- In receptive skills: Swain (1975) analyzed grade 3 French immersion students’ compositions relative to a French L1 control group and recommended more writing instruction in French, as students’ English writing skills were developing normally at age-appropriate levels due to their everyday life and rich print literacy environments in English. The point was that the students didn’t really have anyone to communicate with in French outside of class; they were hardly “forced” to use it in speaking and writing, and they could use English among themselves.
- In fluency but not accuracy or complexity (this was also found by Housen, Schoonjans, Janssens, Welcome, Schoonheere, & Pierrard, 2011, in immersion classes in Germany and Belgium where the target language was English): Due to lack of “native” speaker interlocutors and judges, students were not socially pushed to have grammatically accurate language. They always got by communicating what they needed using simpler sentence structures due both to lack of models and the fact that these less complex and less accurate forms worked well enough with each other. This same finding in Canada in the 1970s/80s led Swain to develop her famous (Pushed) Output Hypothesis (see Swain, 1993: “The output hypothesis: Just speaking and writing aren’t enough,” i.e., if there is no social need to be accurate or complex, these things aren’t going to develop). You either need native speaker interlocutors or a formally assessed product with explicitly taught complex/accurate/formal language. It also helps to allow students to translanguage (between L1 and the target language) to talk about the target forms in the product which are more accurate, complex, formal, or pragmatically appropriate, and discuss through translanguaging WHY they’re correct, more formal or pragmatically appropriate (because students don’t have the linguistic resources to have this discussion in the target language only). Swain called this important learning process “languaging” (Swain & Watanabe, 2012).
Meanwhile, the French immersion students themselves knew their strengths and weaknesses:
The self-reports of all the immersion students corresponded to trends already noticeable in their test results, with both groups rating their listening comprehension skills as their strongest second language ability and their oral production skills their weakest. (p. 52)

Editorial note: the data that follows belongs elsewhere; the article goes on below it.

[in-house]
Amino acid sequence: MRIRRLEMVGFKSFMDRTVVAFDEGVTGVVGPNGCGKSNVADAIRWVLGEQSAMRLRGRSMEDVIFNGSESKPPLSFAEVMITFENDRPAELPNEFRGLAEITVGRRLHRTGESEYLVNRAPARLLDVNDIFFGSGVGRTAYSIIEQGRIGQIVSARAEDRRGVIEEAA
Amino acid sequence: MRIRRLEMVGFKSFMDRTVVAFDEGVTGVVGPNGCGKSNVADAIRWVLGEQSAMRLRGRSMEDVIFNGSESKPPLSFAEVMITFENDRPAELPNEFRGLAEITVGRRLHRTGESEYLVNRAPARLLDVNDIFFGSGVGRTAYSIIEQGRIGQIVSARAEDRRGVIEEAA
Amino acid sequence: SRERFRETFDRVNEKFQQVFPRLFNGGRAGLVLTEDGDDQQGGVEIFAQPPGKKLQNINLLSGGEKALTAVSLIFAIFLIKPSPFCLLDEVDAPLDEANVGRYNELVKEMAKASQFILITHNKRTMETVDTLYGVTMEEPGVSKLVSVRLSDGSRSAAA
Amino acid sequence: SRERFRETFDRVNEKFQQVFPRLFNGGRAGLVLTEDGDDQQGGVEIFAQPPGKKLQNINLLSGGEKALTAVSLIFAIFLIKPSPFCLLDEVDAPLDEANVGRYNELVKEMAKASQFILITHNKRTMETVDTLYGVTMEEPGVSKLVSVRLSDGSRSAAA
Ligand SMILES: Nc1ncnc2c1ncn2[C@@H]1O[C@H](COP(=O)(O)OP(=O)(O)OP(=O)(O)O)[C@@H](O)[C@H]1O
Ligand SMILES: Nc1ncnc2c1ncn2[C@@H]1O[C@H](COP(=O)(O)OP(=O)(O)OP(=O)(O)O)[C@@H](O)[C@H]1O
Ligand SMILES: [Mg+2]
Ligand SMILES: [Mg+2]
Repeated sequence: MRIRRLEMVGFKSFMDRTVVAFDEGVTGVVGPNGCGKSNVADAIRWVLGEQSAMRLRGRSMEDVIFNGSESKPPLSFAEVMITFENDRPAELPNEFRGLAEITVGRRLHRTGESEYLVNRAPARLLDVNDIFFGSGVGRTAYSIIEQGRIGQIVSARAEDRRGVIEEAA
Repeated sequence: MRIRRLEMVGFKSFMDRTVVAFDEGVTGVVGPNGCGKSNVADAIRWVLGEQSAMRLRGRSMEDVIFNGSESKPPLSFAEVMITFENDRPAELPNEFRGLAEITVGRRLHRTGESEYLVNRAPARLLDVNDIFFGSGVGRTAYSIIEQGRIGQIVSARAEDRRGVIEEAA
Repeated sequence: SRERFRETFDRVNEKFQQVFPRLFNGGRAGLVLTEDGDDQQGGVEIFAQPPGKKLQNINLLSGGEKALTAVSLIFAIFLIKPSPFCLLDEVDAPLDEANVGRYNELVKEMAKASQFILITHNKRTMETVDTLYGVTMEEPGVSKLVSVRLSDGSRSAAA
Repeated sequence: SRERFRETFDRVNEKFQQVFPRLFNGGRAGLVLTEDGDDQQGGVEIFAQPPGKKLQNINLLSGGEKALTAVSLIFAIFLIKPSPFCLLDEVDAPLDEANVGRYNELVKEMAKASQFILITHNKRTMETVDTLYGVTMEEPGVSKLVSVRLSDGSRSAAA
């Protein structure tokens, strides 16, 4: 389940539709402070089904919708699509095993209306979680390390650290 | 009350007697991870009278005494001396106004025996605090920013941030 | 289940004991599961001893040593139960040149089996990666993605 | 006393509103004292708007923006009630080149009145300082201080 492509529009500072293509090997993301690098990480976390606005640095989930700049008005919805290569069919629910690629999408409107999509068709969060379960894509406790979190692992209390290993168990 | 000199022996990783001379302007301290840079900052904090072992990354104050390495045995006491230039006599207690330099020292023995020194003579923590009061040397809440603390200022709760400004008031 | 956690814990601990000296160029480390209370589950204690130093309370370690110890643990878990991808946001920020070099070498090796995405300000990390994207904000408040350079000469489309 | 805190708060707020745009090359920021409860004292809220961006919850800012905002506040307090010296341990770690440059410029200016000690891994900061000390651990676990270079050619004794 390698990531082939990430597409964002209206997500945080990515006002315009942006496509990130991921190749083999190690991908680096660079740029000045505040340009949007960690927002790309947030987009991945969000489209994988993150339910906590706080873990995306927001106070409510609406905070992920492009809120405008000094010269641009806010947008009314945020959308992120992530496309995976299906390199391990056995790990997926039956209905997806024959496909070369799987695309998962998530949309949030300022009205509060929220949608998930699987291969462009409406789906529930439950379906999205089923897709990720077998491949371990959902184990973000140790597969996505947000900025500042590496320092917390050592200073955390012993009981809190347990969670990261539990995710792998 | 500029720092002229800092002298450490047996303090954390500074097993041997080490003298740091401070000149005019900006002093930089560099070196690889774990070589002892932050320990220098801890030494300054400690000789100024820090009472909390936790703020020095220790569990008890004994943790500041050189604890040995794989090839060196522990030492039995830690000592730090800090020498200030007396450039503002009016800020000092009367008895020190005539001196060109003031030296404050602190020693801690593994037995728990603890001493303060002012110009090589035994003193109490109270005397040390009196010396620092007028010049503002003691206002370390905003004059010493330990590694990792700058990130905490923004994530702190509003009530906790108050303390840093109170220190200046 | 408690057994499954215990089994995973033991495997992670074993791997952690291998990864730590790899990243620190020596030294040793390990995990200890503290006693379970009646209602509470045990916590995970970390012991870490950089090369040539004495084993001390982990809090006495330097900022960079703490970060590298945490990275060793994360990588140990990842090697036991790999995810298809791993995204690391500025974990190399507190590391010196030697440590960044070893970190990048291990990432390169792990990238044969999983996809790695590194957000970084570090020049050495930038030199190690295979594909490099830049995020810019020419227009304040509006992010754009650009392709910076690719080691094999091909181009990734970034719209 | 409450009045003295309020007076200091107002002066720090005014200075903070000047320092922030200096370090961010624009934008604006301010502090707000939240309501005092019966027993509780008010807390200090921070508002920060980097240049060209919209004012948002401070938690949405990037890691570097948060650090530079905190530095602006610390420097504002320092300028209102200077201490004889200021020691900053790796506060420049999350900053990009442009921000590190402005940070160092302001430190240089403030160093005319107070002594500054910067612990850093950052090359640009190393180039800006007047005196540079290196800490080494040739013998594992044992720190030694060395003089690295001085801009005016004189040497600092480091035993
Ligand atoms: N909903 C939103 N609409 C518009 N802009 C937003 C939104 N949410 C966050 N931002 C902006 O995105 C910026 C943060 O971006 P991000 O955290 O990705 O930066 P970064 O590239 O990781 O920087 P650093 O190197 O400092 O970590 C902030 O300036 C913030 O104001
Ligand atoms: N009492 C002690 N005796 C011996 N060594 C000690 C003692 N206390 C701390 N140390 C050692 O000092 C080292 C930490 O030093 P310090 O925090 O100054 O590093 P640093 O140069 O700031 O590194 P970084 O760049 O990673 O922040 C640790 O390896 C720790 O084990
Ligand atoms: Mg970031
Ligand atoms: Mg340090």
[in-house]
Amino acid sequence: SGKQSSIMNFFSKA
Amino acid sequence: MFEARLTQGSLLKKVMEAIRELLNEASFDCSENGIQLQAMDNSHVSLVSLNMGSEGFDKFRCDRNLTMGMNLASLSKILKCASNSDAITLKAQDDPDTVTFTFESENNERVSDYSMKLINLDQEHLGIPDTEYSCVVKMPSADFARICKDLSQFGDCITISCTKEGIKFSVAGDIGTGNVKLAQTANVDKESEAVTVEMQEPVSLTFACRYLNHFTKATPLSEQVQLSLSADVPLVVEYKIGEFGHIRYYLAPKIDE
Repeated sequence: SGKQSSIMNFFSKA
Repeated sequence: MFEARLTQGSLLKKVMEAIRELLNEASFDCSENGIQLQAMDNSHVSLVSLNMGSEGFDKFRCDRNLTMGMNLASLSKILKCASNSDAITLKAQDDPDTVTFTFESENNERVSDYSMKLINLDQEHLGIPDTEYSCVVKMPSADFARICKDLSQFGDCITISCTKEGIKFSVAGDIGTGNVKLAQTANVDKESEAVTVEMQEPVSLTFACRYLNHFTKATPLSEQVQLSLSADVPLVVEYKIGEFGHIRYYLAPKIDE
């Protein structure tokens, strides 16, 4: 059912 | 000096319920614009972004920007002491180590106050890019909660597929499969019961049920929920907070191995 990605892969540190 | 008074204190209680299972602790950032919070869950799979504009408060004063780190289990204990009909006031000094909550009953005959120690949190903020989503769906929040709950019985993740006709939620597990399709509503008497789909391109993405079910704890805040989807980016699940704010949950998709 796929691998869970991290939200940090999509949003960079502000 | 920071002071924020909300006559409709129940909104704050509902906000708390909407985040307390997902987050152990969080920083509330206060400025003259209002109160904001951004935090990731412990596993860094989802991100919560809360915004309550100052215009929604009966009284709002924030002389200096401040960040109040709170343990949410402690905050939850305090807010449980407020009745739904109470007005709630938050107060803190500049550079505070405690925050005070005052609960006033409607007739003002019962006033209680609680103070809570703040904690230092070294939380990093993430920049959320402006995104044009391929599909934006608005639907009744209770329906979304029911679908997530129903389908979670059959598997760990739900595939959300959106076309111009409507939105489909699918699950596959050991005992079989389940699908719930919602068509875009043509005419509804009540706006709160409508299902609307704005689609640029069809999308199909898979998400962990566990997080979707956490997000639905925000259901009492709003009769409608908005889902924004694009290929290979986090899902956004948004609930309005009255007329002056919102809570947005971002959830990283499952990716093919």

When it came to native speaker ratings, here is where the situation really differs from EFL, and from L2 French for immigrant students in a French-speaking country. When presented with immersion students’ speech samples, native French speakers in Canada had a very glass-half-full, not-half-empty attitude (Lepicq, 1980). That is,
The judges tended to apply different criteria in evaluating the immersion and francophone comparison students, demonstrating that their expectations were different for the two groups. (p. 52)
This is in fact related to issues of power. For example, an English speaker in Hong Kong who is perfectly fluent in English may be judged negatively for their accent, whereas an English L1 speaker who speaks broken Cantonese can be applauded for getting a simple message across because they aren’t even expected to know any Cantonese to begin with. Unlike the vast majority of immigrants to the francophone world, who are forced to assimilate and seen from deficit perspectives (Hélot & Young, 2002; Mary & Young, 2021), these Canadian French immersion students’ education was optional: they comprised the 2.5% of Anglophone Ontarians who bothered having their education in the minoritized group’s language, and hence their French was evaluated from an asset-based perspective by native French speaker raters in Lepicq’s (1980) dissertation at the University of Toronto. When the white Danish singer Anita Lerche sings or speaks her beloved L2, Punjabi, she is praised to the point that heritage speakers of Punjabi become jealous given the extent of criticism they receive on their Punjabi (Karrebæk, Stæhr, & Varis, 2015).
This privilege could, in fact, work against the French immersion students, as seen by their degree of use of French outside of school: they were actually quite inhibited to try French out in situations where they did not have this upper hand. From a survey study, Genesee (1978, p. 38) reported:
it does not seem that they [immersion students] are more active in initiating conversations in French or in actively seeking out situations where French could be used… there was no evidence that they use French more outside school than do their peers in the regular program. (p. 53)